The good news is Lois Robbins continues as the female lead. She was terrific at Capital Rep and she and producer/director Michael Bush have a professional history of working together. Robbins is a diligent actress who is devoted to the stage, even though she gained her public persona from a lot of work on various daytime soaps, especially "Ryan's Hope."

Also continuing in New York is Robin Skye who was fantastic as the comic client at Julian's dental office. Let's hope this gig gets both Robbins and Skye the public acclaim each deserves.

John Herrera, a respected character actor on New York City stages also continues in the role of the older diplomat who courts Robbins.

Not appearing in New York is Toni Trucks who was a charmer in the role of the ditsy young woman who is having an affair with Julian but wants to make right with Julian's non-existent wife. (It's complicated - but that's farce.) Anyway don't feel bad for Trucks, she was cast in an important role in the next film of the Twilight series. That's a better career move than Off-Broadway.

This is nothing new in theater. Business decisions ofter negate good work and actors who create a role are pushed aside for financial reasons. All this proves is that theater is a tough business and great work is not always rewarded by producers.

One thing that does bother me about the move is that in any of the press I've seen about the New York opening work Capital Rep is neglected. Their help in shaping this play is never credited. Indeed, there is no mention of the Albany run. That's wrong, because it's the kind of notice that would help Capital Rep's national reputation.

I would hope producer Michael Bush somewhere along the line gives some credit to Capital Rep. It is not overstating the case that this Off-Broadway production would not be happening without Capital Rep and area audiences who proved the material deserves a larger audience.

I hope Cap Rep doesn't suffer the same unfair fate as Don Noble.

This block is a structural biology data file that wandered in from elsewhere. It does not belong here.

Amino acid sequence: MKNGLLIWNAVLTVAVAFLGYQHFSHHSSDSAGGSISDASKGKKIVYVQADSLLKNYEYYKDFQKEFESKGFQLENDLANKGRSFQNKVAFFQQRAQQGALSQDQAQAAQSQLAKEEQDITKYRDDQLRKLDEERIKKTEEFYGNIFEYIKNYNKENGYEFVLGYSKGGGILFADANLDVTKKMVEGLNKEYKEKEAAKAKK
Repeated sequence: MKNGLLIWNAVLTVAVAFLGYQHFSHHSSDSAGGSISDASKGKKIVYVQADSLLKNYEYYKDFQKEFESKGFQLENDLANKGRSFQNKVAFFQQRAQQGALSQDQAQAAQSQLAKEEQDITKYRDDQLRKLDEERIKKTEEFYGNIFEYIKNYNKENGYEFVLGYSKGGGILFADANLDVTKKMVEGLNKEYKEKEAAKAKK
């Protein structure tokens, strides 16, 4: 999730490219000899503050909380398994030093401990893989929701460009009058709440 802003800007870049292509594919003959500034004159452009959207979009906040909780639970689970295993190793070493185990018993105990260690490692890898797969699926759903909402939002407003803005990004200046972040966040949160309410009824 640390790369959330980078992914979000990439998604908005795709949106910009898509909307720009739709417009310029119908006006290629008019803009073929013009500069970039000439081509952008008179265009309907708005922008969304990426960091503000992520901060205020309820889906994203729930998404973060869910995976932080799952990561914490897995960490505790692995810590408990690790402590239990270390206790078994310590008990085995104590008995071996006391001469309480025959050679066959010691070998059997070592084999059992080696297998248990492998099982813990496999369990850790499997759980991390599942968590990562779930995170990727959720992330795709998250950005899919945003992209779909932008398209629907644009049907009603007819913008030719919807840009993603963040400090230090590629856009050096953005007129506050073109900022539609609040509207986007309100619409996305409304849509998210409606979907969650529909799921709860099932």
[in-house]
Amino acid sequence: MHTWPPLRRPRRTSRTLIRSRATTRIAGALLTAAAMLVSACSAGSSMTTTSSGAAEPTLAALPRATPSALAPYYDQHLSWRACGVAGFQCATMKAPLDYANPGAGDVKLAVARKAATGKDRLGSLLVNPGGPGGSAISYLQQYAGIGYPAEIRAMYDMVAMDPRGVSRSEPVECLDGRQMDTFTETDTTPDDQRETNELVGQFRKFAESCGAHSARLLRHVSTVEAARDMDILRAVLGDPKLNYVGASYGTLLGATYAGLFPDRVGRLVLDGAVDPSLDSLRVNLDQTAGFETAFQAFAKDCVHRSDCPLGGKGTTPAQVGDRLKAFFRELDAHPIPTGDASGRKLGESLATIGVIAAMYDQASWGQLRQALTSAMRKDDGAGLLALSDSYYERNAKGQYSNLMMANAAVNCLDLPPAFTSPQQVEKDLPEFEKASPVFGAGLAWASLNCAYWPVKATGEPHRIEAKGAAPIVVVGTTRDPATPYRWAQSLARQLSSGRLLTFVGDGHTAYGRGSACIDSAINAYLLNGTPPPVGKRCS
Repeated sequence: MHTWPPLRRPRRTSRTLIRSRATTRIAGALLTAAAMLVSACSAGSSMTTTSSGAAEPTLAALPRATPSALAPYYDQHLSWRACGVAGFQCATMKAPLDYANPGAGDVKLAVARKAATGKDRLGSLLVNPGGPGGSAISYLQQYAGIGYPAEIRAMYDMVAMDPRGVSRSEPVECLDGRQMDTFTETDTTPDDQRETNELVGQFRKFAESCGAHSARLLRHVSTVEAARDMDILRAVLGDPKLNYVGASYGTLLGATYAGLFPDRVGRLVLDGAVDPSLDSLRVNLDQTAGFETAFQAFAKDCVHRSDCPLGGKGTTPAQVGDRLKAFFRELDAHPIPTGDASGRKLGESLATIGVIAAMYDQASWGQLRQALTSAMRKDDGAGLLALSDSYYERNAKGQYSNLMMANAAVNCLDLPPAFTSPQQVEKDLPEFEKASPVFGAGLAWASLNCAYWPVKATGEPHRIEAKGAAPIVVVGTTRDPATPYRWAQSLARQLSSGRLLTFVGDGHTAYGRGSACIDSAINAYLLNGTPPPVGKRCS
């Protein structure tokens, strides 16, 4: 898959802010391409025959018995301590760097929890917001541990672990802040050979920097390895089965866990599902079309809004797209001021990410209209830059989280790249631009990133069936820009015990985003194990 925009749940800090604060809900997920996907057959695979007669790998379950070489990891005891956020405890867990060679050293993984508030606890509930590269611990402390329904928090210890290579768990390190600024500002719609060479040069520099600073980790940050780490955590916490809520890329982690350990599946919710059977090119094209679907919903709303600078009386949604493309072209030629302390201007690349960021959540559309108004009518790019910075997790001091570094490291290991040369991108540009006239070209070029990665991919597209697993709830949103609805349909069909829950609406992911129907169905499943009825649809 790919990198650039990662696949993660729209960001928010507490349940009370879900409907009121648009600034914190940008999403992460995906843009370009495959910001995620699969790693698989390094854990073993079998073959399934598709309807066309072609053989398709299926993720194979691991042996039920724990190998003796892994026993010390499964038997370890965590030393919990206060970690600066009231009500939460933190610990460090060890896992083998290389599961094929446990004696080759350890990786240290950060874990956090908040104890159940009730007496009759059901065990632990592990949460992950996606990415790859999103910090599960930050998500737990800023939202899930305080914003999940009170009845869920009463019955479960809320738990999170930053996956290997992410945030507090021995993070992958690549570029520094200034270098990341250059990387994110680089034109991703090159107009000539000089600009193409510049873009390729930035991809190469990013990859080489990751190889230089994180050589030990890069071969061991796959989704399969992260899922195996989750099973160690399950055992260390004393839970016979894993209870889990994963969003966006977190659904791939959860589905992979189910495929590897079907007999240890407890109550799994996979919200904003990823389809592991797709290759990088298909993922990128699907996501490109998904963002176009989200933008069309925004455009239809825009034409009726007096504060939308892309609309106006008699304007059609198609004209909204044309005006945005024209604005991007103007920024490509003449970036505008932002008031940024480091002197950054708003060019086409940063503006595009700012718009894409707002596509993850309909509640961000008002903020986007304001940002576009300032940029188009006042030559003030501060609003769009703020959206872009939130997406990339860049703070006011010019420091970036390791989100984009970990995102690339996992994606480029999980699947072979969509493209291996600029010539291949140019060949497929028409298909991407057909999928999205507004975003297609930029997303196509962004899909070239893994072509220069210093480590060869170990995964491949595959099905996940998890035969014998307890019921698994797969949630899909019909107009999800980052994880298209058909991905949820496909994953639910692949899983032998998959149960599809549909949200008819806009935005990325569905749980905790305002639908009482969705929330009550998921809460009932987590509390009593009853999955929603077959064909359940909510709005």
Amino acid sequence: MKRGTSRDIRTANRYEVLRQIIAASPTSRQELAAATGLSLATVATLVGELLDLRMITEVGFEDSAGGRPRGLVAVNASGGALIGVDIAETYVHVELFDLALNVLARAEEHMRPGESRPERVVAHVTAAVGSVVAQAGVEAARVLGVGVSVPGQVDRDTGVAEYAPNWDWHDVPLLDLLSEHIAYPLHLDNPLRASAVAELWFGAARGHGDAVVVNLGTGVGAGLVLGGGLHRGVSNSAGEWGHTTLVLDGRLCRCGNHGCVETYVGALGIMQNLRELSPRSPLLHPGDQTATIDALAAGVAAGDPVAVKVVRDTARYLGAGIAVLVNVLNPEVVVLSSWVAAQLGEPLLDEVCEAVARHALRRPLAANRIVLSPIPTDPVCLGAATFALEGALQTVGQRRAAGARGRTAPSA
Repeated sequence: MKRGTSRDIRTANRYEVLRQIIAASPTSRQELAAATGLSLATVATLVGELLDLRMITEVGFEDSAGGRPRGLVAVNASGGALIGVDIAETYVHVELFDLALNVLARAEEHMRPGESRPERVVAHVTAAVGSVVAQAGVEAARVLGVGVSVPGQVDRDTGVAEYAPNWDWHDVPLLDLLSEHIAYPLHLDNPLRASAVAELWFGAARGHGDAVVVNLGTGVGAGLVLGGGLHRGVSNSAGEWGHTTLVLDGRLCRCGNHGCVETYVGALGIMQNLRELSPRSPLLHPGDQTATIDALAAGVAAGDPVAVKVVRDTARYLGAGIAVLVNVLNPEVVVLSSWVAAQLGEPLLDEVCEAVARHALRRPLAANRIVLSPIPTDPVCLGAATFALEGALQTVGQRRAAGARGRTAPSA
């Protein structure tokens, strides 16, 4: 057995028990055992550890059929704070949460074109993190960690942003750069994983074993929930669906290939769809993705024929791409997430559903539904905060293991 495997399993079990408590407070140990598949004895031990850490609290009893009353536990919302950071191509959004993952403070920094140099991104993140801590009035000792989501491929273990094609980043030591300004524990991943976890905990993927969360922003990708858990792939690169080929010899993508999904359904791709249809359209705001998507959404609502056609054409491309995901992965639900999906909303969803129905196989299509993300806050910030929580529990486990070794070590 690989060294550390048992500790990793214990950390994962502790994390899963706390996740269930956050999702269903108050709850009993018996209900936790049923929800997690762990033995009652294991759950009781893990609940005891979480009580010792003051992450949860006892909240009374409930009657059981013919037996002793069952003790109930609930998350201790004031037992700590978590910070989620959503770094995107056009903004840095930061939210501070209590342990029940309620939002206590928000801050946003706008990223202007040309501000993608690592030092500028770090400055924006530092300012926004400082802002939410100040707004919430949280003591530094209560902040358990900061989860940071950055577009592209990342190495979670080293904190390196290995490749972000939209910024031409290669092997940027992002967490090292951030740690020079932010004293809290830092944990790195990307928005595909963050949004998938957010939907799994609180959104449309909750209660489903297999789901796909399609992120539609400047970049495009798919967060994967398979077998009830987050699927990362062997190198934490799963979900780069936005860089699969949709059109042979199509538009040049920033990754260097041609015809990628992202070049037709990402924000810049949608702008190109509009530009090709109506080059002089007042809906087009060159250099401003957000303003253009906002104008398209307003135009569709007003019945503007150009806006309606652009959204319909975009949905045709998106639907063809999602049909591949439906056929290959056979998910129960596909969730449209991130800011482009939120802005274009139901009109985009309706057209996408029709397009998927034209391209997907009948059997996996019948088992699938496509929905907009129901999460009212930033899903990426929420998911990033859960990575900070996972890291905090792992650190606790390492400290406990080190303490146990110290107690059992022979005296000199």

Sunday, January 2, 2011

friends abroad

No matter how much you enjoy yourself when away, it is always comforting to meet a friend from home.

Just as I was completing my second week in London I met fellow RECORD blogger, David Baecker who teaches and directs theater at Sage College. He's here with about 20 Sage students on an Art's Immersion trip. During their stay, the students will experience London theater, museums and art galleries. What a wonderful experience. I'll let him use his blog to speak to the values of such a trip. But I think it's great and valuable.

It might be ironic that on New Year's Day two theater guys meeting at the Leicester Square ticket booth had a tough time deciding what to see. Part of the problem is I've been here for a couple of weeks and already have seen a lot of theater. He's scheduled to take the students to other shows and a lot of the shows available were on his schedule. So we were left with the dregs.
We chose Richard Sheridan's "The Rivals." What the heck, we figured -a genuine classic almost 300 years old, directed by Sir Peter Hall with a distinguished cast. How bad could it be? Too. there's the snob value about all the names we could drop when we returned home.

Wrong choice. It wasn't walk-out terrible, but it sure wasn't worth recommending. It was slowly paced and stodgy. The actors failed to find the potential fun in the characters and the plot. Instead of leaving a show amazed at how brilliant writing can survive over the centuries, we left wondering if the play survived by reputation rather than on the quality of the writing. I still think it is a really good play, but maybe the Brits aren't perfect - even with their own classics.

It was still a good experience. When you love theater you can always find something to enjoy in any production. Besides it was great fun seeing a friend in London.